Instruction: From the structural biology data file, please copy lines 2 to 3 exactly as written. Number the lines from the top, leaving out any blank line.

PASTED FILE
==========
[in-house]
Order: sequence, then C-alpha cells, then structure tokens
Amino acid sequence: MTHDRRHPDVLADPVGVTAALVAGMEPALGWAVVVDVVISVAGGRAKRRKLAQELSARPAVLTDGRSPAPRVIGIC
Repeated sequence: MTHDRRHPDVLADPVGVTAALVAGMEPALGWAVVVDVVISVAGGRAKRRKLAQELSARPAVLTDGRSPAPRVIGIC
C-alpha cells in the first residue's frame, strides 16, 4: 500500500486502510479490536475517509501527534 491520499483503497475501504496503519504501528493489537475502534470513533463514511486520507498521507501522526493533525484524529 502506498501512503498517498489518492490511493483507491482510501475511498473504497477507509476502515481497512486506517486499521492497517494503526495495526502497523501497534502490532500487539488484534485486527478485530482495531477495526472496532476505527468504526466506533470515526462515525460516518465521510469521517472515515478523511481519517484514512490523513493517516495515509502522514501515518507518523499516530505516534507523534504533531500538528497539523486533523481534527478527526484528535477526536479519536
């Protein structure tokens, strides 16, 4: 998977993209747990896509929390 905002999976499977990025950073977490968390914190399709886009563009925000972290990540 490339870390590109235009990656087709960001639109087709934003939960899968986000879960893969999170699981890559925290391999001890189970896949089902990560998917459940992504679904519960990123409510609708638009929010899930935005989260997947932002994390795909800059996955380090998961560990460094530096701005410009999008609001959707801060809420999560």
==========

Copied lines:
Order: sequence, then C-alpha cells, then structure tokens
Amino acid sequence: MTHDRRHPDVLADPVGVTAALVAGMEPALGWAVVVDVVISVAGGRAKRRKLAQELSARPAVLTDGRSPAPRVIGIC